Thanos isn’t allowed to sleep on Ian Dunt’s bed until he’s changed his seating preferences (Photo: Supplied)

Laurie Havelock, business and money reporter, has the same rule for his Siberian husky, Mischa, although for different reasons. “I would never let her sleep on my bed on account of how much hair and fluff she produces in inexhaustible quantities. I find her white hairs on all my clothes and most of my possessions every day and, though I don’t hate it, the thought of having it collect in my sheets makes me itch. There’s also the very real danger of her deciding the bed is hers and becoming aggressive about its true ownership, something she already tends towards with her own bed, the sofa or anything we’re careless enough to leave on the floor.”

Delilah likes getting under the duvet with Emily Baker (Photo: Supplied)

Yet, should we let sleeping dogs lie (in our beds)?

When it comes to hygiene, Dr Jerry Klein, chief veterinary officer at the Kennel Club, says that as loving as dogs can be, there is a risk of ticks, fleas, dirt and hair transferring to your bed. He says one of the concerns is the transmission of zoonotic diseases, which are transmissible from animals to people. “Dogs, as loving as they are, are not the most hygienic and they have been known to carry and transmit germs and parasites, fleas, mites, roundworms, and hookworms in their saliva and faeces.”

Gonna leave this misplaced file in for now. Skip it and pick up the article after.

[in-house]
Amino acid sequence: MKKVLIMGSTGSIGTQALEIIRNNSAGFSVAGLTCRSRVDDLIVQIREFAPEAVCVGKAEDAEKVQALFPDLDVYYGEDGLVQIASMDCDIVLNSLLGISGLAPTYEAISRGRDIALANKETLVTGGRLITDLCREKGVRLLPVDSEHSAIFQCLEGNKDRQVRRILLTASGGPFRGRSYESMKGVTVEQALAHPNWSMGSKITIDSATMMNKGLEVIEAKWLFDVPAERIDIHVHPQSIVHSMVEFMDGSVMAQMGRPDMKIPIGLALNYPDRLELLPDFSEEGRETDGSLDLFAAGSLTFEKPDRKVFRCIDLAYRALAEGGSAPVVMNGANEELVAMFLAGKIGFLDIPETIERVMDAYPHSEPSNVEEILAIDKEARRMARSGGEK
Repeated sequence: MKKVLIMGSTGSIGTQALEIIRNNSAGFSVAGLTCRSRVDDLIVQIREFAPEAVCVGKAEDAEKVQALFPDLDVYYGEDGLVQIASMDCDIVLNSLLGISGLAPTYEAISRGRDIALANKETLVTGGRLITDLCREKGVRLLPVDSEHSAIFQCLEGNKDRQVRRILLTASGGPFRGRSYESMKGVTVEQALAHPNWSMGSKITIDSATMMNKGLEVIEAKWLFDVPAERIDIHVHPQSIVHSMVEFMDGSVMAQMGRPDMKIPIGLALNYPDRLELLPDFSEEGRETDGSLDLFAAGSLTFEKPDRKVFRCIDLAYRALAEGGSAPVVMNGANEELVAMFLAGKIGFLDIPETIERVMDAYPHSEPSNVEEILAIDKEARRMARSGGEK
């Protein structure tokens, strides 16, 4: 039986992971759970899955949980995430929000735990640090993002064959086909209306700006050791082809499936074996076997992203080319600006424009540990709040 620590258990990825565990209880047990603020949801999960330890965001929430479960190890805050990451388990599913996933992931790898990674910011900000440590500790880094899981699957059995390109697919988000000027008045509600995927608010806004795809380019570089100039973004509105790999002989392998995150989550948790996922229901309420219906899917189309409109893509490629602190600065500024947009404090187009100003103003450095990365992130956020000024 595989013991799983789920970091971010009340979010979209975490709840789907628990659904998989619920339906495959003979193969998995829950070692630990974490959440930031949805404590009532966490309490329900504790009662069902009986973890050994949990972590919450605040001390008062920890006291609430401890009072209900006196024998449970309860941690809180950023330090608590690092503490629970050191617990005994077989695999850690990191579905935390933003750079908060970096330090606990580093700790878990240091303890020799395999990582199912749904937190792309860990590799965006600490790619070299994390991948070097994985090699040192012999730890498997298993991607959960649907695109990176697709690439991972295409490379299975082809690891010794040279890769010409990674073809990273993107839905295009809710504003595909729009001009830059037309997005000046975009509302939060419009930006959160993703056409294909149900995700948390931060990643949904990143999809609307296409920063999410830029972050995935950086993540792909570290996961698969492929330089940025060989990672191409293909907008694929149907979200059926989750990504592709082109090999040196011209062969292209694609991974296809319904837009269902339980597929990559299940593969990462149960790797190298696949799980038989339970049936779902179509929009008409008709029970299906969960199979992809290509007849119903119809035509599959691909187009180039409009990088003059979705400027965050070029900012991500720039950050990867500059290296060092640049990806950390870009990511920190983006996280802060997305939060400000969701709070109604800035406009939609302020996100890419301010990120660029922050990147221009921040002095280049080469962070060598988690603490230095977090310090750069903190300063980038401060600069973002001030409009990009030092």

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These can be contagious to adults and young people, especially if they have compromised immune systems. Cats, on the other hand, are cleaner (sorry, dogs!) because they wash themselves every day, although they can still transfer dirt, mites, fungal infections and parasites into the bed.

For most people, this doesn’t generally have serious consequences, however, anyone allowing pets in bed should clean their sheets regularly, every three to four days, and their duvet cover every week. And ideally, wash the dog, too. How often you wash them depends on the breed and their coat, but generally at least once or twice a month, and perhaps more if they’ve been for a particularly muddy walk or have been rolling around in anything especially dirty while out and about.

Pingu, Emily Baker’s younger cat, stretching out (Photo: Supplied)